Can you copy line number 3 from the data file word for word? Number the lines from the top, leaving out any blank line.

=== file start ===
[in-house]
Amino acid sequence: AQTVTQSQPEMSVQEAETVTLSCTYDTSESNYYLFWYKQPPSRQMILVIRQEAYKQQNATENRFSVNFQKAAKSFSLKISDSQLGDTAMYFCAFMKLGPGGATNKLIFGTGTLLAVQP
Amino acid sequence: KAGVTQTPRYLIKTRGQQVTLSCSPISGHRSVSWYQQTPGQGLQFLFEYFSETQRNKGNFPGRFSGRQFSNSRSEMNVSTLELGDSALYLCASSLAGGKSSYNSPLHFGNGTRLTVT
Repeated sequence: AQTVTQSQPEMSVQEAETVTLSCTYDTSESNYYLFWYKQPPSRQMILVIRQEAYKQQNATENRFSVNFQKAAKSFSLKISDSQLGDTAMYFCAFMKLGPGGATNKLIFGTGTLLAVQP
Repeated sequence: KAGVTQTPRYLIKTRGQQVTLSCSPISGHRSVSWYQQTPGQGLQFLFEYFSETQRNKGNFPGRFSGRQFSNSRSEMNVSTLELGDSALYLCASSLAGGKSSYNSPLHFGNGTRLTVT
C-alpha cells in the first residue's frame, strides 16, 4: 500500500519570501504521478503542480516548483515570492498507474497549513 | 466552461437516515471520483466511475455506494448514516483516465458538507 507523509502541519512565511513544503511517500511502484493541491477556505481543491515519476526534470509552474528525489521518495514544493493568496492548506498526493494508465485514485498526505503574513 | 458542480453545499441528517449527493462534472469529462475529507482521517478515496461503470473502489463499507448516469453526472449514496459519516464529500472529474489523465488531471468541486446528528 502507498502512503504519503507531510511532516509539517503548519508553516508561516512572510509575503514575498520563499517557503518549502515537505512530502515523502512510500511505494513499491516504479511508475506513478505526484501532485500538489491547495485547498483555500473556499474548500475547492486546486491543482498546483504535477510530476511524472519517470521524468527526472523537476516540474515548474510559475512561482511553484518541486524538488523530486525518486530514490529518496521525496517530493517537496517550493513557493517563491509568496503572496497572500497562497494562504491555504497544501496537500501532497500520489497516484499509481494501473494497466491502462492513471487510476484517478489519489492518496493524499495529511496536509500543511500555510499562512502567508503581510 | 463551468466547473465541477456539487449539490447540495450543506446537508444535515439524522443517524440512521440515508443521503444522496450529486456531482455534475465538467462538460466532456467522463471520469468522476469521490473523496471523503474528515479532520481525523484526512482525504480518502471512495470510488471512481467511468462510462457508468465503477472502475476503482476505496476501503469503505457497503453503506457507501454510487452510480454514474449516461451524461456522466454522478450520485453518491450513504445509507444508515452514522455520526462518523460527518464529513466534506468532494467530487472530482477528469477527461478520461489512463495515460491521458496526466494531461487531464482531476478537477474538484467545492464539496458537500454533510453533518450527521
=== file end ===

Amino acid sequence: KAGVTQTPRYLIKTRGQQVTLSCSPISGHRSVSWYQQTPGQGLQFLFEYFSETQRNKGNFPGRFSGRQFSNSRSEMNVSTLELGDSALYLCASSLAGGKSSYNSPLHFGNGTRLTVT